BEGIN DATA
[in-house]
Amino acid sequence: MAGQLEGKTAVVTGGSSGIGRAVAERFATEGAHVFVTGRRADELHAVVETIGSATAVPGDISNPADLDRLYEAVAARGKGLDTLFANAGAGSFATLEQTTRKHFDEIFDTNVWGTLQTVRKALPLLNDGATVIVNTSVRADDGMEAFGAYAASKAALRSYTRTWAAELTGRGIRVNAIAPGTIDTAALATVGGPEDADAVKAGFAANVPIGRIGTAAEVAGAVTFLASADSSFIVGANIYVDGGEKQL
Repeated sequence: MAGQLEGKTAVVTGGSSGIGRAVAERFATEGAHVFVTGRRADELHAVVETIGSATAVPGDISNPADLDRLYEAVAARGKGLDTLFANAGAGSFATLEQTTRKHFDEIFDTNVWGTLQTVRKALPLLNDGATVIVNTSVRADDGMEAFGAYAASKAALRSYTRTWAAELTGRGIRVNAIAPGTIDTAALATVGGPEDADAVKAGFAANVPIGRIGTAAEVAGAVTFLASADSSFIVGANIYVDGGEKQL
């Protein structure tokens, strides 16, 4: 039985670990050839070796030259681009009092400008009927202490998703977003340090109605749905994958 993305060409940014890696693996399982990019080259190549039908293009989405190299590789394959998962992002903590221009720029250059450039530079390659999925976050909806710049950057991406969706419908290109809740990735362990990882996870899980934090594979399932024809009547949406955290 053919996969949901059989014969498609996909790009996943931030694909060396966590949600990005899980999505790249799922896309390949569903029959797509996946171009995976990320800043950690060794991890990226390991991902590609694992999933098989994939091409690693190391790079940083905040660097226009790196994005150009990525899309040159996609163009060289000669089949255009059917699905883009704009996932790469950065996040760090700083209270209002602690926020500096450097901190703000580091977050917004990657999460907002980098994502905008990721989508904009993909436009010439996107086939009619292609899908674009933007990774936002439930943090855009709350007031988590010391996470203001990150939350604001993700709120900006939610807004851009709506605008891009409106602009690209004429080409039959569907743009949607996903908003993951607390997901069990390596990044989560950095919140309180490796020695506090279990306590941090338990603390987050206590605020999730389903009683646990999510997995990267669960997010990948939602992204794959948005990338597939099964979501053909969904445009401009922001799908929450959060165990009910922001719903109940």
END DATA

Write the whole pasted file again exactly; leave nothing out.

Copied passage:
[in-house]
Amino acid sequence: MAGQLEGKTAVVTGGSSGIGRAVAERFATEGAHVFVTGRRADELHAVVETIGSATAVPGDISNPADLDRLYEAVAARGKGLDTLFANAGAGSFATLEQTTRKHFDEIFDTNVWGTLQTVRKALPLLNDGATVIVNTSVRADDGMEAFGAYAASKAALRSYTRTWAAELTGRGIRVNAIAPGTIDTAALATVGGPEDADAVKAGFAANVPIGRIGTAAEVAGAVTFLASADSSFIVGANIYVDGGEKQL
Repeated sequence: MAGQLEGKTAVVTGGSSGIGRAVAERFATEGAHVFVTGRRADELHAVVETIGSATAVPGDISNPADLDRLYEAVAARGKGLDTLFANAGAGSFATLEQTTRKHFDEIFDTNVWGTLQTVRKALPLLNDGATVIVNTSVRADDGMEAFGAYAASKAALRSYTRTWAAELTGRGIRVNAIAPGTIDTAALATVGGPEDADAVKAGFAANVPIGRIGTAAEVAGAVTFLASADSSFIVGANIYVDGGEKQL
């Protein structure tokens, strides 16, 4: 039985670990050839070796030259681009009092400008009927202490998703977003340090109605749905994958 993305060409940014890696693996399982990019080259190549039908293009989405190299590789394959998962992002903590221009720029250059450039530079390659999925976050909806710049950057991406969706419908290109809740990735362990990882996870899980934090594979399932024809009547949406955290 053919996969949901059989014969498609996909790009996943931030694909060396966590949600990005899980999505790249799922896309390949569903029959797509996946171009995976990320800043950690060794991890990226390991991902590609694992999933098989994939091409690693190391790079940083905040660097226009790196994005150009990525899309040159996609163009060289000669089949255009059917699905883009704009996932790469950065996040760090700083209270209002602690926020500096450097901190703000580091977050917004990657999460907002980098994502905008990721989508904009993909436009010439996107086939009619292609899908674009933007990774936002439930943090855009709350007031988590010391996470203001990150939350604001993700709120900006939610807004851009709506605008891009409106602009690209004429080409039959569907743009949607996903908003993951607390997901069990390596990044989560950095919140309180490796020695506090279990306590941090338990603390987050206590605020999730389903009683646990999510997995990267669960997010990948939602992204794959948005990338597939099964979501053909969904445009401009922001799908929450959060165990009910922001719903109940």